The final project meeting at The Het Palet School in Opheusden, The Netherlands, 26 – 31 / 5 / 2015
Qala Primary School participated in the final meeting held in Opheusden, in the Netherlands for the final report and evaluation of the Comenius Project. Two members of staff, Mr Anthony Refalo and Mr Justin Debono visited The Het Palet School in Opheusden.
Tuesday, 26th May
The members and Ms Pauline Grech from Sannat Primary School flew to Schiphol Airport in Holland and arrived in Leerdam by train. There, they met their colleagues Mr Anton Verwey and Mr Peter Schonger who took them to a restaurant to have supper. They discussed the agenda for the next days of the meeting and planned the visits to the Het Palet School. They gave them information on how to go to school and which trains to get.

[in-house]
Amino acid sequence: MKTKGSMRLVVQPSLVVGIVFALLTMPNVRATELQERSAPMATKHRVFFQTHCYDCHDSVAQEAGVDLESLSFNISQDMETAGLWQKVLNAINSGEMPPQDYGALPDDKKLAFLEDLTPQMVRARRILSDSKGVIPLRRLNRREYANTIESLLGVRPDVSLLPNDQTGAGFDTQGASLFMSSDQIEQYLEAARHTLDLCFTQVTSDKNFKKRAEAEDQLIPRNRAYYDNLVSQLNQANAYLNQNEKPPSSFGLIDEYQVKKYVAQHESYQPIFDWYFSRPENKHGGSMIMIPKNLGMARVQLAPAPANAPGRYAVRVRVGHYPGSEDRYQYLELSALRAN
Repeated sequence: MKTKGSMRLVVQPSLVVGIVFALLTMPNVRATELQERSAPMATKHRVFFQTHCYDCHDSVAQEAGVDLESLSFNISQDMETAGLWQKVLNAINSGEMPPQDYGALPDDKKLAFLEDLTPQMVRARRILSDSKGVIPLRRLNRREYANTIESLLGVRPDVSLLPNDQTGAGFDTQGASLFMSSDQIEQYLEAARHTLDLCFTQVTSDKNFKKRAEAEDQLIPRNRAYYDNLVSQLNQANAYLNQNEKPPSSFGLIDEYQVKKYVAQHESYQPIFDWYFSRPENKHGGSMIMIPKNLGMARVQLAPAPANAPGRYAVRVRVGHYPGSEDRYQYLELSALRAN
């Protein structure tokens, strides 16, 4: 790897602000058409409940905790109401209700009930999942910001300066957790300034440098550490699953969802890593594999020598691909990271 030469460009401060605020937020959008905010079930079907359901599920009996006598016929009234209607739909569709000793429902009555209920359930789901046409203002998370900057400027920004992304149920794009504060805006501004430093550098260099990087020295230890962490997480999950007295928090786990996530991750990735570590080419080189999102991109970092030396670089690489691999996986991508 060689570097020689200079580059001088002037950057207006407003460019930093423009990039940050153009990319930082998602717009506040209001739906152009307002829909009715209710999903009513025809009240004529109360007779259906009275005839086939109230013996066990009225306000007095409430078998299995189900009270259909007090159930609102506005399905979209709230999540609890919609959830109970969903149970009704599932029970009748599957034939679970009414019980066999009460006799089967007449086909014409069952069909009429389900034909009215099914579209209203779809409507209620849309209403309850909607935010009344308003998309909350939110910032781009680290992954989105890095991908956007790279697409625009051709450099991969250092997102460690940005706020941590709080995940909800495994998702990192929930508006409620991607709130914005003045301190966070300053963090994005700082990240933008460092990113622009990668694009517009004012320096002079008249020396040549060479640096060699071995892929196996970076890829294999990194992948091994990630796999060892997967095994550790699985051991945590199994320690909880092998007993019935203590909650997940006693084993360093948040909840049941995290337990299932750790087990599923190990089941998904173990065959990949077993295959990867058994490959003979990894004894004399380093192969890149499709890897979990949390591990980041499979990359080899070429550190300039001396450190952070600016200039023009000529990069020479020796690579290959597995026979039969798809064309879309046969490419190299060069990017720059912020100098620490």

Wednesday, 27th May The following day, the members from Qala and Sannat, together with other colleagues from Austria, Ireland, Germany and Czech Republic, were welcomed by the Head of School, Ms Diana Brouwer and the teachers of the hosting country. After introducing themselves and were greeted by the teaching staff, they discussed about the topic over a cup of tea. After the warm exchanges the members were taken for a tour around the school and visited the upper classes. The teachers could notice the parents working on the school playground. They met a kindergarden teacher who was out helping the children in the games they were playing. While they visited the classes they gave each student a bookmark done by students of Qala and Sannat Primary School. The bookmarks consisted of some information about Qala and Sannat on one side. On the other side there were Maltese stamps and thelogos of the villages. Subsequently, all the members of the Comenius project met to discuss the final report and the outcomes of the project. They discussed the finalisation of the booklet our school was going to present to the agency. In the meantime, Ms. Pauline Grech, went to another school which has children with special needs. She later joined the other colleagues at the Het Palet School. The Head of School explained how the school ventured on a new project called ‘Mediation of the Day’ where children were given ‘authority’ to protect other children. The chosen ones were given guidance on how to look after other vulnerable children during lunchtime. A set of rules was created and put on the noticeboard on how children can respect and help others, safeguard the cleanliness of the environment and solve daily problems.